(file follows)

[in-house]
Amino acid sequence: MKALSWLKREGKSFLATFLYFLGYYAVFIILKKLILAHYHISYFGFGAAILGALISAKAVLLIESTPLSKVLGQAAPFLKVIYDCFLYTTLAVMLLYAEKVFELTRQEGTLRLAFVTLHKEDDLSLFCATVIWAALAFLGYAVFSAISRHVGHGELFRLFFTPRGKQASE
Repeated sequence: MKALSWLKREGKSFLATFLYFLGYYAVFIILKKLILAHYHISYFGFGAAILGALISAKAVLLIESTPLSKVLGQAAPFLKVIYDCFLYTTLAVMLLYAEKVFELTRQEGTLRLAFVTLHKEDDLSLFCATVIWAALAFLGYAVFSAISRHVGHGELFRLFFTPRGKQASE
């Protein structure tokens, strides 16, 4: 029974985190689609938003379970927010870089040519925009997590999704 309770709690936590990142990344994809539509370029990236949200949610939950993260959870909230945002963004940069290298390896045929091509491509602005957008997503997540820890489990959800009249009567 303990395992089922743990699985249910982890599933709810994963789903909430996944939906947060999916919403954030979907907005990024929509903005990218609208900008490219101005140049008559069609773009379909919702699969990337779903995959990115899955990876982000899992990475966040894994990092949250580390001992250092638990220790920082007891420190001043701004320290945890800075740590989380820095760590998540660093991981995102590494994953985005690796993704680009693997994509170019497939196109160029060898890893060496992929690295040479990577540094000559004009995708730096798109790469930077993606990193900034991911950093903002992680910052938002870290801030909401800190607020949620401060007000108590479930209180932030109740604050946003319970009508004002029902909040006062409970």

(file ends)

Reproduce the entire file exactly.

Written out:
[in-house]
Amino acid sequence: MKALSWLKREGKSFLATFLYFLGYYAVFIILKKLILAHYHISYFGFGAAILGALISAKAVLLIESTPLSKVLGQAAPFLKVIYDCFLYTTLAVMLLYAEKVFELTRQEGTLRLAFVTLHKEDDLSLFCATVIWAALAFLGYAVFSAISRHVGHGELFRLFFTPRGKQASE
Repeated sequence: MKALSWLKREGKSFLATFLYFLGYYAVFIILKKLILAHYHISYFGFGAAILGALISAKAVLLIESTPLSKVLGQAAPFLKVIYDCFLYTTLAVMLLYAEKVFELTRQEGTLRLAFVTLHKEDDLSLFCATVIWAALAFLGYAVFSAISRHVGHGELFRLFFTPRGKQASE
């Protein structure tokens, strides 16, 4: 029974985190689609938003379970927010870089040519925009997590999704 309770709690936590990142990344994809539509370029990236949200949610939950993260959870909230945002963004940069290298390896045929091509491509602005957008997503997540820890489990959800009249009567 303990395992089922743990699985249910982890599933709810994963789903909430996944939906947060999916919403954030979907907005990024929509903005990218609208900008490219101005140049008559069609773009379909919702699969990337779903995959990115899955990876982000899992990475966040894994990092949250580390001992250092638990220790920082007891420190001043701004320290945890800075740590989380820095760590998540660093991981995102590494994953985005690796993704680009693997994509170019497939196109160029060898890893060496992929690295040479990577540094000559004009995708730096798109790469930077993606990193900034991911950093903002992680910052938002870290801030909401800190607020949620401060007000108590479930209180932030109740604050946003319970009508004002029902909040006062409970």